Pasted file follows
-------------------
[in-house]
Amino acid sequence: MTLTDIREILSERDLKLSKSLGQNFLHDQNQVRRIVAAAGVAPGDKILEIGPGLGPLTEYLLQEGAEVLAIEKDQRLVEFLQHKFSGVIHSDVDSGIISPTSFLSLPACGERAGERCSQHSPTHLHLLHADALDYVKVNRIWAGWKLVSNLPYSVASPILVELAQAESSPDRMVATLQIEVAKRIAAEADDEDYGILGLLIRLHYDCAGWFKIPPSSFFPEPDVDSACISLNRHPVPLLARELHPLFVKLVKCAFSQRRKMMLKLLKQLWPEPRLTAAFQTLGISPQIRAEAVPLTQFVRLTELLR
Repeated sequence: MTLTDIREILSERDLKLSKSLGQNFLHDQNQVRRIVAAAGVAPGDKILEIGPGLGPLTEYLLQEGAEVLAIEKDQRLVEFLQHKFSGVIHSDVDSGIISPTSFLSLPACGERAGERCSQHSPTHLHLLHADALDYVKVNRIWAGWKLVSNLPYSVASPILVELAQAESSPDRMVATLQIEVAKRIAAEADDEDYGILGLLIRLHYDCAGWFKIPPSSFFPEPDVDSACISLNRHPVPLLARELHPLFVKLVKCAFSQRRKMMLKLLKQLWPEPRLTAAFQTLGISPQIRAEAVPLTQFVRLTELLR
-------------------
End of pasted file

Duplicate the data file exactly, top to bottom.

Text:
[in-house]
Amino acid sequence: MTLTDIREILSERDLKLSKSLGQNFLHDQNQVRRIVAAAGVAPGDKILEIGPGLGPLTEYLLQEGAEVLAIEKDQRLVEFLQHKFSGVIHSDVDSGIISPTSFLSLPACGERAGERCSQHSPTHLHLLHADALDYVKVNRIWAGWKLVSNLPYSVASPILVELAQAESSPDRMVATLQIEVAKRIAAEADDEDYGILGLLIRLHYDCAGWFKIPPSSFFPEPDVDSACISLNRHPVPLLARELHPLFVKLVKCAFSQRRKMMLKLLKQLWPEPRLTAAFQTLGISPQIRAEAVPLTQFVRLTELLR
Repeated sequence: MTLTDIREILSERDLKLSKSLGQNFLHDQNQVRRIVAAAGVAPGDKILEIGPGLGPLTEYLLQEGAEVLAIEKDQRLVEFLQHKFSGVIHSDVDSGIISPTSFLSLPACGERAGERCSQHSPTHLHLLHADALDYVKVNRIWAGWKLVSNLPYSVASPILVELAQAESSPDRMVATLQIEVAKRIAAEADDEDYGILGLLIRLHYDCAGWFKIPPSSFFPEPDVDSACISLNRHPVPLLARELHPLFVKLVKCAFSQRRKMMLKLLKQLWPEPRLTAAFQTLGISPQIRAEAVPLTQFVRLTELLR